Students networking at Communication
Career Day 2005 were treated to breakfast, lunch, and a breathtaking
view from the 20th floor of the Pioneer Plaza. Organized every
year by the College of Communication, COM Career Day is an
event hosted by the communication clubs: the Public Relations
Student Society of America, the International Association of
Business Communicators, and Akamai Advertising.
Five presentations with guest speakers were
scheduled for the day: Media Training, with Chuck E. Little;
Media Progression, with Bill Brennan; Business Attire Fashion
Show, with Kehaulani Christian; How an Ad Agency Works, with
Michael Moody; and an alumni panel discussion featuring four
former HPU students. Earlene Dowell, founding president of
PRSSA, said the objectives of the workshops were to offer students
an opportunity to visit with alumni, faculty, and business
professionals in a business environment.
Chuck E. Little, the deputy director for Public Affairs for the
U.S. Marine Corps, talked to students about the importance of
maintaining a personal relationship with the news media when
working in public relations. He started with the value of honesty.
In 1989, the Exxon Valdez spilled oil over hundreds of miles
of Alaskan coast. PR executives remained honest about the company’s
involvement in the accident, and according to Little, the honesty
paid off. News media were not as critical of Exxon as they would
have been had Exxon lied.
Little was careful to warn students against playing favorites
when developing personal relationships with the news media, but
he joked that he did make an exception for his wife who is a
newscaster for KSSK radio. He made it clear that his PR job for
the Marines came first, and he never revealed classified information,
even to his wife.
Little said that the No. 1 rule when dealing with the news media
is that there is no off the record, and that before speaking
with a reporter one should always double check one’s answers.
Mainly, Little advised students that when preparing for a career
in media relations, they should be proactive with the news media.
The next presentation was a business attire fashion show hosted
by Miss Hawai‘i 2002, Kehaulani Christian, who brought
her Miss Hawai‘i friends to model women’s business
attire. HPU students, Loren Moreno and Philip Nufer, modeled
men’s business attire. All the clothes for the show were
donated by Guess and Tommy Bahama.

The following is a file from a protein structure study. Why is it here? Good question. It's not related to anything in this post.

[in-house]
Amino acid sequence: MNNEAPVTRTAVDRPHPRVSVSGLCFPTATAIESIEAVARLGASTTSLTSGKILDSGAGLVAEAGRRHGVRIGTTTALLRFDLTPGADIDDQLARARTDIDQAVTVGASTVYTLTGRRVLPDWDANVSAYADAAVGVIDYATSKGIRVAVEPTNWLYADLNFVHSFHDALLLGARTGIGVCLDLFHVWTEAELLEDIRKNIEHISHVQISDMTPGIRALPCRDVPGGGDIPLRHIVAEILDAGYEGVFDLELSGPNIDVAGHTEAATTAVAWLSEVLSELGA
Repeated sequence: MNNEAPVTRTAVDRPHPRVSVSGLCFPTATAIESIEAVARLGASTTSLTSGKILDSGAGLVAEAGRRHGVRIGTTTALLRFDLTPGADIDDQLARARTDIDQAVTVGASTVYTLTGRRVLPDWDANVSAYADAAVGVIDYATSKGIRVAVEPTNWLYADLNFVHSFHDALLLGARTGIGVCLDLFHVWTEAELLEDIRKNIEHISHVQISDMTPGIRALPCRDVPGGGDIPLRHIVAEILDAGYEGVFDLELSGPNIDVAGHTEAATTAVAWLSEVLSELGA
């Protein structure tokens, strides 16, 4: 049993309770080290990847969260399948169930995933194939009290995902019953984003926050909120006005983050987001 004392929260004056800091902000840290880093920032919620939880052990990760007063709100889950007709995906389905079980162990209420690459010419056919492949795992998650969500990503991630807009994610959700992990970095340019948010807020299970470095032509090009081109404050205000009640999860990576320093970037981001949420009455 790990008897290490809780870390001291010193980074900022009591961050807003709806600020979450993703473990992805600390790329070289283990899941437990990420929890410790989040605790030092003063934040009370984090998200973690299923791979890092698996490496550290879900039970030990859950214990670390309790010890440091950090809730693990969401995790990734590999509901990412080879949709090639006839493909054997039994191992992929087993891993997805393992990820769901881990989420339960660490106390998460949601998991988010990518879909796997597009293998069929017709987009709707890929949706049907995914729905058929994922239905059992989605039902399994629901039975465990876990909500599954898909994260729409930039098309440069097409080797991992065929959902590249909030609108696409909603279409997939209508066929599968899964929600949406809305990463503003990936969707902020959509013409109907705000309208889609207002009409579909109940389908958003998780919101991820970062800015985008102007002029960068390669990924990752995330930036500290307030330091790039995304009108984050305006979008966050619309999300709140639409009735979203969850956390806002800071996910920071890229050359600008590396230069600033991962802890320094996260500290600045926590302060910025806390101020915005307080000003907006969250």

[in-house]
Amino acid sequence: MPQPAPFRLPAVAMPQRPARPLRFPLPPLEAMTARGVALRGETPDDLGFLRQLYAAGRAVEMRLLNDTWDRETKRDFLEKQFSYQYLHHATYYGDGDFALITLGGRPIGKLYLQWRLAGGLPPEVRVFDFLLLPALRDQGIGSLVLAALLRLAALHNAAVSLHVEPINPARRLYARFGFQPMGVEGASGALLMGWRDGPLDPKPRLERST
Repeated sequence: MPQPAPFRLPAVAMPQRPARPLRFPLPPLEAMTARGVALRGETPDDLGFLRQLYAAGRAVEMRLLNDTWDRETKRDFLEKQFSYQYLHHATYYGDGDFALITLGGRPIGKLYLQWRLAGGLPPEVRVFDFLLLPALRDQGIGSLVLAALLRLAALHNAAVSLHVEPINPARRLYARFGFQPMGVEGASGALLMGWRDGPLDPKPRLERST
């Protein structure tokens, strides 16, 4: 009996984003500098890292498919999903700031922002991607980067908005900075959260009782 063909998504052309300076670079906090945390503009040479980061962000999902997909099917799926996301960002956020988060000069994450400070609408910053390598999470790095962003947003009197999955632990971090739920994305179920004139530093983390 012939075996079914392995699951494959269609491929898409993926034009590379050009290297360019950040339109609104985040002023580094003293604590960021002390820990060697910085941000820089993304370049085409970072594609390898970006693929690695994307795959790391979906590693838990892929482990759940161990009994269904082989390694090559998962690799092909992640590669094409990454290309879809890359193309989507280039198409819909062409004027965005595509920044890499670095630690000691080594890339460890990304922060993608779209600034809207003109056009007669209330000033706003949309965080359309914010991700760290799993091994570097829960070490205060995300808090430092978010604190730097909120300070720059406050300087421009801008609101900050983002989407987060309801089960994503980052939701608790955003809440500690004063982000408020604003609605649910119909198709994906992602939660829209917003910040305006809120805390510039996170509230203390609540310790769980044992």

Christian said it is important to dress conservatively in the
business world, but people should still show their personality
in the way they dress. According to Christian, women should have
very basic hair and makeup, minimal jewelry, and always wear
pantyhose with a skirt. Christian, who works for Christian Dior
Perfumes as a makeup artist, also said the best makeup colors
to use are browns and neutrals: keep makeup simple.
During lunch, the alumni panel, which consisted of four former
HPU students, was introduced. Matt Bedard, who graduated last
year with a B.A. in public relations, shared his experiences
as the Public Relations and Marketing coordinator for Hitchhike
Records, the record label for Jake Shehihiefeiha, Hawai‘i’s
famous ukelele player.
Lisa Cripe graduated HPU with an MBA this year. She talked about
her current job as assistant vice president of Marketing and
Communications for Aloha United Way.
Malia Smith, who graduated in 2002 with an M.A. in communication,
is chief of staff for Senator Bob Hogue and was also an adjunct
professor at HPU. Smith brought an experienced perspective to
the panel. She talked about the hardships of going to graduate
school, holding a full-time job, and raising a family.
Patrick Parsons, the fourth member of the panel, graduated with
a B.A. in advertising and is currently enrolled in the MACOM
program at HPU. He is also an account executive for Milici Valenti
Ng Pack Advertising.
Other guest speakers included Bill Brennan, press secretary for
the Office of the Mayor and Michael Moody, account advisor at
Heinrich the agency.